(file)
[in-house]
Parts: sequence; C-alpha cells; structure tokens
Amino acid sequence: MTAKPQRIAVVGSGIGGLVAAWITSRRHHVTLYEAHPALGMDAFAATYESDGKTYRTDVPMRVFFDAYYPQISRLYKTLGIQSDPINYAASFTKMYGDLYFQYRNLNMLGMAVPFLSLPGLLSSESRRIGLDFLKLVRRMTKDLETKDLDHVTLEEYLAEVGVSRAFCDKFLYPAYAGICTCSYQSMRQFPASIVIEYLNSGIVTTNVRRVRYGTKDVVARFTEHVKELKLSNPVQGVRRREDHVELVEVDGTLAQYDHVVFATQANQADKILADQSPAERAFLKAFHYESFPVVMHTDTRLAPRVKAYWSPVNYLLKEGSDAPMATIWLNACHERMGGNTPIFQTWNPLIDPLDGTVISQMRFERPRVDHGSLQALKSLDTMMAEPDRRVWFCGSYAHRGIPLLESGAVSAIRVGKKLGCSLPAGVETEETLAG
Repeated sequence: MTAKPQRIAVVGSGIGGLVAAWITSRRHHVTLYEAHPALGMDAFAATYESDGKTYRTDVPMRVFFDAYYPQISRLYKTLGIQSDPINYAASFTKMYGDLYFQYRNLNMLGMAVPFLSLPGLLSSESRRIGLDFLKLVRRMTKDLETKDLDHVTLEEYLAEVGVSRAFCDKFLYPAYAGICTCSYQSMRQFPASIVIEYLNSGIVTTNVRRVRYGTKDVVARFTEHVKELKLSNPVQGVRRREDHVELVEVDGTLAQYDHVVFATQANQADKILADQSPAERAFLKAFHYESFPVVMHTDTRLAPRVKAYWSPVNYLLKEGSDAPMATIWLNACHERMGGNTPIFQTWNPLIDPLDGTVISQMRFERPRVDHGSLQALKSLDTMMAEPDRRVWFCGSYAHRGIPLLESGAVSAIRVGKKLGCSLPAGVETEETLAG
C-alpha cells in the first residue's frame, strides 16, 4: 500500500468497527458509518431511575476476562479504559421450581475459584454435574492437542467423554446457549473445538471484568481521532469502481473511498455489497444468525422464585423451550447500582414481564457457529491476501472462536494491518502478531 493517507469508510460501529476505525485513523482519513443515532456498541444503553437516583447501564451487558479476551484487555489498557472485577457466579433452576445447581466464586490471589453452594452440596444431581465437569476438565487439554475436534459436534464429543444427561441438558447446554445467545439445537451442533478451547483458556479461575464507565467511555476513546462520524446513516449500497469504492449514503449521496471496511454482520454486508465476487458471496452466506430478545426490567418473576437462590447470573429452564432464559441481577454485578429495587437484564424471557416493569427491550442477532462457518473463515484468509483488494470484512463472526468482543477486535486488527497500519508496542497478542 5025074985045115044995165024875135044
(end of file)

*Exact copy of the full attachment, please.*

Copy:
[in-house]
Parts: sequence; C-alpha cells; structure tokens
Amino acid sequence: MTAKPQRIAVVGSGIGGLVAAWITSRRHHVTLYEAHPALGMDAFAATYESDGKTYRTDVPMRVFFDAYYPQISRLYKTLGIQSDPINYAASFTKMYGDLYFQYRNLNMLGMAVPFLSLPGLLSSESRRIGLDFLKLVRRMTKDLETKDLDHVTLEEYLAEVGVSRAFCDKFLYPAYAGICTCSYQSMRQFPASIVIEYLNSGIVTTNVRRVRYGTKDVVARFTEHVKELKLSNPVQGVRRREDHVELVEVDGTLAQYDHVVFATQANQADKILADQSPAERAFLKAFHYESFPVVMHTDTRLAPRVKAYWSPVNYLLKEGSDAPMATIWLNACHERMGGNTPIFQTWNPLIDPLDGTVISQMRFERPRVDHGSLQALKSLDTMMAEPDRRVWFCGSYAHRGIPLLESGAVSAIRVGKKLGCSLPAGVETEETLAG
Repeated sequence: MTAKPQRIAVVGSGIGGLVAAWITSRRHHVTLYEAHPALGMDAFAATYESDGKTYRTDVPMRVFFDAYYPQISRLYKTLGIQSDPINYAASFTKMYGDLYFQYRNLNMLGMAVPFLSLPGLLSSESRRIGLDFLKLVRRMTKDLETKDLDHVTLEEYLAEVGVSRAFCDKFLYPAYAGICTCSYQSMRQFPASIVIEYLNSGIVTTNVRRVRYGTKDVVARFTEHVKELKLSNPVQGVRRREDHVELVEVDGTLAQYDHVVFATQANQADKILADQSPAERAFLKAFHYESFPVVMHTDTRLAPRVKAYWSPVNYLLKEGSDAPMATIWLNACHERMGGNTPIFQTWNPLIDPLDGTVISQMRFERPRVDHGSLQALKSLDTMMAEPDRRVWFCGSYAHRGIPLLESGAVSAIRVGKKLGCSLPAGVETEETLAG
C-alpha cells in the first residue's frame, strides 16, 4: 500500500468497527458509518431511575476476562479504559421450581475459584454435574492437542467423554446457549473445538471484568481521532469502481473511498455489497444468525422464585423451550447500582414481564457457529491476501472462536494491518502478531 493517507469508510460501529476505525485513523482519513443515532456498541444503553437516583447501564451487558479476551484487555489498557472485577457466579433452576445447581466464586490471589453452594452440596444431581465437569476438565487439554475436534459436534464429543444427561441438558447446554445467545439445537451442533478451547483458556479461575464507565467511555476513546462520524446513516449500497469504492449514503449521496471496511454482520454486508465476487458471496452466506430478545426490567418473576437462590447470573429452564432464559441481577454485578429495587437484564424471557416493569427491550442477532462457518473463515484468509483488494470484512463472526468482543477486535486488527497500519508496542497478542 5025074985045115044995165024875135044